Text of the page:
Tuesday, April 10, 2012

Why "Memorial Day" Is Worth Your Time: Reason #5

After the most recent screening of "Memorial Day," a reporter asked me a question that threw me for a loop: "Why did you decide to give [James Cromwell's character] memory issues?" The reason that rose to the surface was this: While I was writing the screenplay, I was also conducting an oral history project with my then-94-year-old grandmother, who had dementia.

The condition wasn't too severe at the time. In fact, she was still living independently in the house in Roseville, Minnesota, that I had been visiting since I was a kid. She was in remarkable physical shape, and in her lucid moments, she was sharp as a proverbial tack. But those moments were fleeting, and I soon realized that the process of trying to mine memories from someone who is losing them as you speak is both profound and ironic. I wished I'd started sooner.

Early in the process, I realized that my grandmother's memory loss wasn't random; it was hierarchical, like a distillation process. She couldn't remember what she'd had for breakfast, but she could tell you the moments from childhood and young adulthood that mattered most, like giving birth to my mother and her twin sister when the doctors told her that she was going to have "a big boy" (a story that came up in almost every session, both because it was important and because she didn't remember telling it to me already).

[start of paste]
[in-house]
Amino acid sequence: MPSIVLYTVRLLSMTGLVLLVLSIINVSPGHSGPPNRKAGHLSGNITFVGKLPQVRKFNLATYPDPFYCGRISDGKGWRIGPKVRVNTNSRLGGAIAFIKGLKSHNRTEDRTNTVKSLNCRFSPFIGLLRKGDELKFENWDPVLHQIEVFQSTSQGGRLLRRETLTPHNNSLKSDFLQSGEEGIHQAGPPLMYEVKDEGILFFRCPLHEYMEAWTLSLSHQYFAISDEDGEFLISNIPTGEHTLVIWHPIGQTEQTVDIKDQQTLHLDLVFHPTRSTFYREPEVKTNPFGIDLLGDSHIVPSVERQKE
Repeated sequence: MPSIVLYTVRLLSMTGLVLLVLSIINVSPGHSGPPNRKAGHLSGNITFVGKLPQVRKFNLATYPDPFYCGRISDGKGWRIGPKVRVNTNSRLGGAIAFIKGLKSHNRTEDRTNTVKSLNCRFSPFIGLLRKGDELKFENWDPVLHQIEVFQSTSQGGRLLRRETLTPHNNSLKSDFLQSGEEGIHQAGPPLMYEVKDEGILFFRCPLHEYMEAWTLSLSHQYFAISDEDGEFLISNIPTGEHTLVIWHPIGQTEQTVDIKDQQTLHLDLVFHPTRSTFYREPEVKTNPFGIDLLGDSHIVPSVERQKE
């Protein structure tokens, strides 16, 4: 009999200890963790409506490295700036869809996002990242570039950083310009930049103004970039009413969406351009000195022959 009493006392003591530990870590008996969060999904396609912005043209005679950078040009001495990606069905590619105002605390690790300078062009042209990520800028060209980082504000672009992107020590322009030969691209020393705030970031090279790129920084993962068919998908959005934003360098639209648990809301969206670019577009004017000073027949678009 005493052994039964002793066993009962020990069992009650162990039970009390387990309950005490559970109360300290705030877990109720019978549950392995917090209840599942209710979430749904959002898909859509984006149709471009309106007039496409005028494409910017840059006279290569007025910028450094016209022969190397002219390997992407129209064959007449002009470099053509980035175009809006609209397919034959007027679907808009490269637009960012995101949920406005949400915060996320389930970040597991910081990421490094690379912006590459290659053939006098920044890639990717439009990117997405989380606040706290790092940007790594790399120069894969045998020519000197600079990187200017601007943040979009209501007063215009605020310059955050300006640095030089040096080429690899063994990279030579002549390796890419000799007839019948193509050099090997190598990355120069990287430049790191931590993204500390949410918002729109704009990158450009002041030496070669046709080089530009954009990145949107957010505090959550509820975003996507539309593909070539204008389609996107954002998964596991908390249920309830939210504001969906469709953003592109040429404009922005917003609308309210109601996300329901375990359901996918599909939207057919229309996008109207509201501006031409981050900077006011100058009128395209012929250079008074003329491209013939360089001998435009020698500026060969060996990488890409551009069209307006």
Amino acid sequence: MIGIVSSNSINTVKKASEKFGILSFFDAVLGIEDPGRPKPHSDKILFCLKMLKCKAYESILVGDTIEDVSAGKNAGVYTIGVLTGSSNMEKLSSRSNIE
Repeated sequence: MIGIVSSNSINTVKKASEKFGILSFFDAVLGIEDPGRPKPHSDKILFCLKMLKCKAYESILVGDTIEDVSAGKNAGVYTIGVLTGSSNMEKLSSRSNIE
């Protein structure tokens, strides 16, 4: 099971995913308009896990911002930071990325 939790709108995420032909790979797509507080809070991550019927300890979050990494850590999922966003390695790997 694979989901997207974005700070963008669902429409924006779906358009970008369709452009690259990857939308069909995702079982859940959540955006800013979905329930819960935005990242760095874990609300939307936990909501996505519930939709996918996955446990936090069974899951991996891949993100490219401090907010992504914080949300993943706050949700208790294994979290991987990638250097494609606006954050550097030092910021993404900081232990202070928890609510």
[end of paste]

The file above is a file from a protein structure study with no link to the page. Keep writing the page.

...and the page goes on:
Even if her stories were short on detail, I could see the pictures as my grandmother spoke. I could see her mother giving food to homeless wanderers who would knock on their front door during the Great Depression. I could see her ice skating in Cherokee Park, where it was routine for flirtatious boys to skate up from behind and slyly take girls by the arm. I could feel the "wait until your father gets home" aura of tense family dinners. I could see her walking to school over the High Bridge in St. Paul, a rigorous routine that today would cure childhood obesity. I could see my grandpa courting her by buying a used car and stitching old suit jackets over the seats. And finally, there was the story that came up so often, I decided I had to put it in the film: the moment my grandmother's Catholic faith was tested by a priest who told her to "keep walking" to her proper parish when she tried to give Confession at a church that was much closer to home.

My grandmother passed away almost a year ago, and she never got to see the movie. The artifacts of her life are now spread throughout the family, like so many footlocker souvenirs (I now re-possess a Waterford Crystal candy dish that I bought her when I lived in Ireland as a college student). I realize that she taught me much without even trying, like how to live a good life and how to be grateful for it. But mostly, she taught me that stories are the one thing that lives forever. If you tell them.

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